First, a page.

One study suggests that water consumption increases more with the introduction of alternative water delivery systems such as filtered water dispensers or water cooler stations, than with the addition of traditional water fountains18. Alternative water delivery systems often cost less than improving or replacing deteriorating drinking water fountains and plumbing1; in a New York City-based study, cafeteria workers reported that water dispensers are easy to operate and maintain6.

How could this strategy advance health equity? This strategy is rated inconclusive impact on disparities.

It is unclear what impact interventions to increase and promote water availability can have on disparities in water access and consumption or on disparities in overall health outcomes.

People with low incomes, people of color, and those living in rural areas are more likely to have limited access to clean, uncontaminated drinking water than people with higher incomes and white people24, 25. Populations with lower levels of education and older adults may also experience hardships around water accessibility24.

Water can become contaminated in countless ways; some examples include deteriorating systems of pipes and plumbing, naturally occurring elements and minerals (e.g., arsenic, radon, and uranium), and manufacturing or industrial processes. In rural areas, livestock grazing and concentrated animal feeding operations along with the use of fertilizers or pesticides for agriculture, and manufacturing runoff can all contaminate drinking water, while sewer overflow and manufacturing runoff are often the culprits in neighborhoods with residents with low incomes26. While some water-based contaminants are common across the U.S., others are more specific to certain regions or small communities26.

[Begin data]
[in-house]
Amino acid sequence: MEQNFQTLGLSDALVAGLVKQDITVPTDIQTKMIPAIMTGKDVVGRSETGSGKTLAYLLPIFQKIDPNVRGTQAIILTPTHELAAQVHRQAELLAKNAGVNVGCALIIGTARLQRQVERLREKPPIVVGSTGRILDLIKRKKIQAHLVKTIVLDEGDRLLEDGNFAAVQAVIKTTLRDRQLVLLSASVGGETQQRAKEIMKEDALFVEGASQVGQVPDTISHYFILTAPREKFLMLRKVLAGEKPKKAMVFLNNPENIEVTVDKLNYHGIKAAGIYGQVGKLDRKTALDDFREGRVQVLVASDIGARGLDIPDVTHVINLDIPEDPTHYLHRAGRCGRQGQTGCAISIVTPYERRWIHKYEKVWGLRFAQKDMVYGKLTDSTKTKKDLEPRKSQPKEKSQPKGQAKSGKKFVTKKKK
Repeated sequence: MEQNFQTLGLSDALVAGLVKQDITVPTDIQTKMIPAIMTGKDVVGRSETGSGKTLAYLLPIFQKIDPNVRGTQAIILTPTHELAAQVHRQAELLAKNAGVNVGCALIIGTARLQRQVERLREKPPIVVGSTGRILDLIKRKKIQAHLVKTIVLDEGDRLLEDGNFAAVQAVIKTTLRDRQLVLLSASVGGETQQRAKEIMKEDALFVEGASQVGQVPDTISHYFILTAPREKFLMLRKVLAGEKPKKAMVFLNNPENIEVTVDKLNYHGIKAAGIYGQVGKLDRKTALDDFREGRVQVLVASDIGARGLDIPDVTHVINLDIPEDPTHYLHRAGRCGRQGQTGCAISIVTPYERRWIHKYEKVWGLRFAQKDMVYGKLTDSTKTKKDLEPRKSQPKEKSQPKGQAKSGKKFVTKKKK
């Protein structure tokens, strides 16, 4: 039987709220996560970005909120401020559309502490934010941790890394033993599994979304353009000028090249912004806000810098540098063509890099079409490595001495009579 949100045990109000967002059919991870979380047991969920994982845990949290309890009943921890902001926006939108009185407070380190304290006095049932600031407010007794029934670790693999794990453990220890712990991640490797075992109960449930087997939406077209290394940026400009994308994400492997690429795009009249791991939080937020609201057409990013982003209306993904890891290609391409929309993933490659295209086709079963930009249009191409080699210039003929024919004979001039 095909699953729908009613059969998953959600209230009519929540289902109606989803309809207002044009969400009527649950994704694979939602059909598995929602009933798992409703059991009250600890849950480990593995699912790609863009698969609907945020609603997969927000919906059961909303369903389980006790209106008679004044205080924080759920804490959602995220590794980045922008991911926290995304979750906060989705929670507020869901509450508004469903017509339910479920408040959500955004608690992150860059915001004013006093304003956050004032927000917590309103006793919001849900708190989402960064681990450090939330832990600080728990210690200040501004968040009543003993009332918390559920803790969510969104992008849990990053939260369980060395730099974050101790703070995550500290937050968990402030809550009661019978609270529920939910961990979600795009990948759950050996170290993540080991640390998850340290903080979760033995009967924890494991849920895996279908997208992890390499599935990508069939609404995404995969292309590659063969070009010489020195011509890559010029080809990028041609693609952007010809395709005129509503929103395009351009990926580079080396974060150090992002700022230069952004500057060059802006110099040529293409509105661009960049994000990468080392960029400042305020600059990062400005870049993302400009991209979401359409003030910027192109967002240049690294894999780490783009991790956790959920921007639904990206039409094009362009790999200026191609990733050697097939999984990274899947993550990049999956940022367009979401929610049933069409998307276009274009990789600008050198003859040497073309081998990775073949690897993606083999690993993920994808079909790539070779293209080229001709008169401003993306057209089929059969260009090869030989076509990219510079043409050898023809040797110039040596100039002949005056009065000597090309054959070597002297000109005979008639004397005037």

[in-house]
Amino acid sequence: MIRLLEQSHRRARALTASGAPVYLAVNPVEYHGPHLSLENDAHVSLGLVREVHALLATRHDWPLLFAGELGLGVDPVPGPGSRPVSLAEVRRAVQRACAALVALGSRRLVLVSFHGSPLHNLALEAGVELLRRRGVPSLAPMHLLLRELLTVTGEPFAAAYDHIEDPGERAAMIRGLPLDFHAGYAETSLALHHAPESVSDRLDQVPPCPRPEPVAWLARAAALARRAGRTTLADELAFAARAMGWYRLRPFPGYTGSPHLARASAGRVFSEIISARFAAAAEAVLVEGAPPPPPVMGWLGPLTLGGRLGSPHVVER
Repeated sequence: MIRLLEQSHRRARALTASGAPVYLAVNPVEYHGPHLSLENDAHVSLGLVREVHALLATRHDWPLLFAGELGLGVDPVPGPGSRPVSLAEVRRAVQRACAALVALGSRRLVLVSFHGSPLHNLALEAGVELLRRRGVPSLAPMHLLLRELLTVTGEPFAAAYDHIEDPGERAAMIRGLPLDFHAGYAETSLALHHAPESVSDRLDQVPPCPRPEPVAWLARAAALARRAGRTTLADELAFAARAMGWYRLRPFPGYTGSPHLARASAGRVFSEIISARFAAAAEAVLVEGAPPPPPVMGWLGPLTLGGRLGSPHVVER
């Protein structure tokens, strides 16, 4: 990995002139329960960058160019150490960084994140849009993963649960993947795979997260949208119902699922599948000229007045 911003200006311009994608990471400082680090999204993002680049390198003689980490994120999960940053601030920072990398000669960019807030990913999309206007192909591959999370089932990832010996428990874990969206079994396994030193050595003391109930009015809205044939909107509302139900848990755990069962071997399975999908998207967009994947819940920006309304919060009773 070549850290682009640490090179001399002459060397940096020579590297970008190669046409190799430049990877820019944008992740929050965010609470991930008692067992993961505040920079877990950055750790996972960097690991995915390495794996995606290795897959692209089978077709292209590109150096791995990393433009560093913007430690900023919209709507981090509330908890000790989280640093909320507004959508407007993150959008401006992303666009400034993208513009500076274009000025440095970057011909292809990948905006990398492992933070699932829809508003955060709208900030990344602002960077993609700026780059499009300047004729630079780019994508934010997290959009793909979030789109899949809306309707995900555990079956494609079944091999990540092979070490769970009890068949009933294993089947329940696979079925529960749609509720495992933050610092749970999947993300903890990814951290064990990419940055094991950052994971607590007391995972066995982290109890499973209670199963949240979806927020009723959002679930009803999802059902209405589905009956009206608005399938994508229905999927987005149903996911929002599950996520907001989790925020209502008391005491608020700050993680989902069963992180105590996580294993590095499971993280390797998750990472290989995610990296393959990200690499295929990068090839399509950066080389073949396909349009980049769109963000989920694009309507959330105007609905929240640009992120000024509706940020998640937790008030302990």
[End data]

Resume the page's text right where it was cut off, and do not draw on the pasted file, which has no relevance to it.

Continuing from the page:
What is the relevant historical background?

In the 1800s, as American cities grew, water infrastructure was developed to supply urban residents with water from wells, lakes, and streams27. Countless waterborne disease epidemics in the 19th century were caused by contaminated water until a British doctor, John Snow, identified the source of a London cholera epidemic in 1854 as the handle of a public water pump28. Later advances in engineering and technology, such as treatment services to clean drinking water and sewage systems, were critical to keeping waterborne diseases to a minimum and protecting the health of the rapidly expanding population27.